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At that price, Uber would command a valuation of roughly $82 billion, making it the largest U.S.-listed IPO since Alibaba Group Holding Ltd. went public in 2014. Still, that’s less than the valuation of as much as $100 billion the ride-hailing giant had earlier targeted.
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The pricing sets the stage for Uber’s much-hyped trading start Friday, the biggest moment in a year that could break records for IPO activity. How the shares trade could help set the tone for the rest of the 2019, with other big technology startups like WeWork Cos. and Slack Technologies Inc. still waiting in the wings.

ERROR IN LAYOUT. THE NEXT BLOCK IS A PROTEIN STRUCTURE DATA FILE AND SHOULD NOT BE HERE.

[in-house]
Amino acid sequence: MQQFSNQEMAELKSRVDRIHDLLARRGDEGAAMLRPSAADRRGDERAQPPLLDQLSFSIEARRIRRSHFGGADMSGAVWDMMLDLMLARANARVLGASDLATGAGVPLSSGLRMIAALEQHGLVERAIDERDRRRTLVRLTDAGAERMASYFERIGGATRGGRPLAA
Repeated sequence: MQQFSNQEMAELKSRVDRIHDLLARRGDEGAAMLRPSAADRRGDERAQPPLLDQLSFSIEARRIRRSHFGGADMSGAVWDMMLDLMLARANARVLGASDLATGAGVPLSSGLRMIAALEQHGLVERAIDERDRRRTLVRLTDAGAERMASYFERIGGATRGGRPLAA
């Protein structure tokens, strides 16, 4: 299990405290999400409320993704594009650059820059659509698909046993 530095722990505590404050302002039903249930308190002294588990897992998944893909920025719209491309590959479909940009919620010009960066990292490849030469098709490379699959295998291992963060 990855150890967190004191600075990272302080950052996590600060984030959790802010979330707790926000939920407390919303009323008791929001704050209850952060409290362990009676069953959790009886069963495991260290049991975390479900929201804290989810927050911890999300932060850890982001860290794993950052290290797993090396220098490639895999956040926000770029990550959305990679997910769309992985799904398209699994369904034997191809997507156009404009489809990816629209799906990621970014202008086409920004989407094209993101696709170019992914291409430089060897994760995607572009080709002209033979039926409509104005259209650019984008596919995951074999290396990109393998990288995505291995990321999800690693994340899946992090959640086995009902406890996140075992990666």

It’s far from certain the market will warmly welcome Uber shares. Shares of Lyft Inc., Uber’s closest rival, have stumbled badly since they began trading in March, down more than 20% from their IPO price. Mindful of that, and an uptick in market jitters in recent days, Uber and its underwriters are taking a conservative approach to pricing the shares after two weeks of roadshow meetings with investors. There was demand for the shares at higher prices, the people said.